Wednesday, May 18, 2011

The Aughts have been nothing if not unkind to the airline industry. But it only takes a few notes of "Rhapsody in Blue" to recall the former glory of the friendly skies: 

Gershwin's tune will always conjure visions of fat 747's gliding safely through the ether, of smiling stewardesses flight attendants demonstrating how to recline your seat, and all that rubbish. It's the fate of anyone growing up in the 90's. 

I recently flew on American Airlines for the first time in I don't know how long. After we landed, after the captain turned off the fasten seat belt sign (though the latches were clicking long before), I heard something funny. It happened on both flights, and I don't know if it's an attempt to pin the memory of a successful flight to a melody, or to keep people calm while they wait to deplane, but Gerry Rafferty's "Right Down the Line" began to play over the loudspeaker.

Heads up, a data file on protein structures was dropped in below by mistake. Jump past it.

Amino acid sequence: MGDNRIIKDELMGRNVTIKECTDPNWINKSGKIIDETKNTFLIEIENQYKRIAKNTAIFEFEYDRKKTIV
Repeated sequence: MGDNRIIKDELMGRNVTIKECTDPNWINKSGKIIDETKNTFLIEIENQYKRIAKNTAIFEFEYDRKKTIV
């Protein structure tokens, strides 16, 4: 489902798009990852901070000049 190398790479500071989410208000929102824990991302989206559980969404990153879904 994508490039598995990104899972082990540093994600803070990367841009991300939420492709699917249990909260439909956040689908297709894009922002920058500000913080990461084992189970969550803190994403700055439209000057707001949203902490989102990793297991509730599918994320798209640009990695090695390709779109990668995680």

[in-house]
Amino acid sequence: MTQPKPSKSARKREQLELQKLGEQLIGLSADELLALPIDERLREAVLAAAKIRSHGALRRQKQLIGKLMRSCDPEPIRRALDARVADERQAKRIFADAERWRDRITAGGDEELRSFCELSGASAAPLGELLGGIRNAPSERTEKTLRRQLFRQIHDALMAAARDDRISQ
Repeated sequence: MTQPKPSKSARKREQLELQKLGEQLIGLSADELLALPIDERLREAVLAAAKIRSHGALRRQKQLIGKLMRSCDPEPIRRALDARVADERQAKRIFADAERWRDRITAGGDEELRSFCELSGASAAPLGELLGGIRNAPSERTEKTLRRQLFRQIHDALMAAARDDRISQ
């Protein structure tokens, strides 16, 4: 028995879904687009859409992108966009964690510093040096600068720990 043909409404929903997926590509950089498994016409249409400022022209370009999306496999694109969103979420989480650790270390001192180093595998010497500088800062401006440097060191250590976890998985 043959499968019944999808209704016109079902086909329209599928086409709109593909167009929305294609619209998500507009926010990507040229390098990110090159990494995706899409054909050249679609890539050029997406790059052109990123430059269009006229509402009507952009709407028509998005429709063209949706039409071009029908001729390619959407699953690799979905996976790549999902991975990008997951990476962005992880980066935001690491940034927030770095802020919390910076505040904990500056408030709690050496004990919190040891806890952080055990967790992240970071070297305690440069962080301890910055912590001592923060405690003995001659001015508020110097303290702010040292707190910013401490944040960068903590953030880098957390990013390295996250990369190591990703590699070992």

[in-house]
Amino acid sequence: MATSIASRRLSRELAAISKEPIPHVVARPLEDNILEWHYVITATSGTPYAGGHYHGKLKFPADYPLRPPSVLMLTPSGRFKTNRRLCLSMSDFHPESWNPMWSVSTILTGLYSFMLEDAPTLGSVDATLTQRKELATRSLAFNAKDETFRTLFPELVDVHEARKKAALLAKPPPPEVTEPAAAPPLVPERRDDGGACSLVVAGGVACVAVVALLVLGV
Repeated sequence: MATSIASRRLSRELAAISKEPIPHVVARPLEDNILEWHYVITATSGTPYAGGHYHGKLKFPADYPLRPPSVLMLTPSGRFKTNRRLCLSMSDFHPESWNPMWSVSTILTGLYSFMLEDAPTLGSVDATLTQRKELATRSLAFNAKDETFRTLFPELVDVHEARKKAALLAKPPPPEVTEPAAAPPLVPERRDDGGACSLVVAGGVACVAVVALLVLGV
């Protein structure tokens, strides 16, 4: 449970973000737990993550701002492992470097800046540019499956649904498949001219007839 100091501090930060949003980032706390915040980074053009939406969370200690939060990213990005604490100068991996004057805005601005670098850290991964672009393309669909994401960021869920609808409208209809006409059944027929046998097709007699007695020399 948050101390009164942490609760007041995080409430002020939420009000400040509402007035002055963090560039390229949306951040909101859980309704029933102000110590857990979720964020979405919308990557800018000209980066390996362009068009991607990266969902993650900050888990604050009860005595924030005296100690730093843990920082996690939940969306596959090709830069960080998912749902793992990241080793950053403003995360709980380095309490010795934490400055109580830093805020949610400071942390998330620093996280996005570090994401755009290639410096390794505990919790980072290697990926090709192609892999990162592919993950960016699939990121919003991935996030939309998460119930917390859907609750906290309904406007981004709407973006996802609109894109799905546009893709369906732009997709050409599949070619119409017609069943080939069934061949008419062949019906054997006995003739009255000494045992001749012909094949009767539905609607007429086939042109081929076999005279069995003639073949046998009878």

It seemed an odd choice to immediately queue up after each landing, but there it was. I think United had it right, picking such an epic song, and if American wants to claim a song of it's own, and insists on accessing the Gerry Rafferty catalogue, they would do a lot better to pick "Baker's Street." That saxophone solo is really something! Adventure! Intrigue in a new city! (Except I was arriving home so I was just sort of bummed.)

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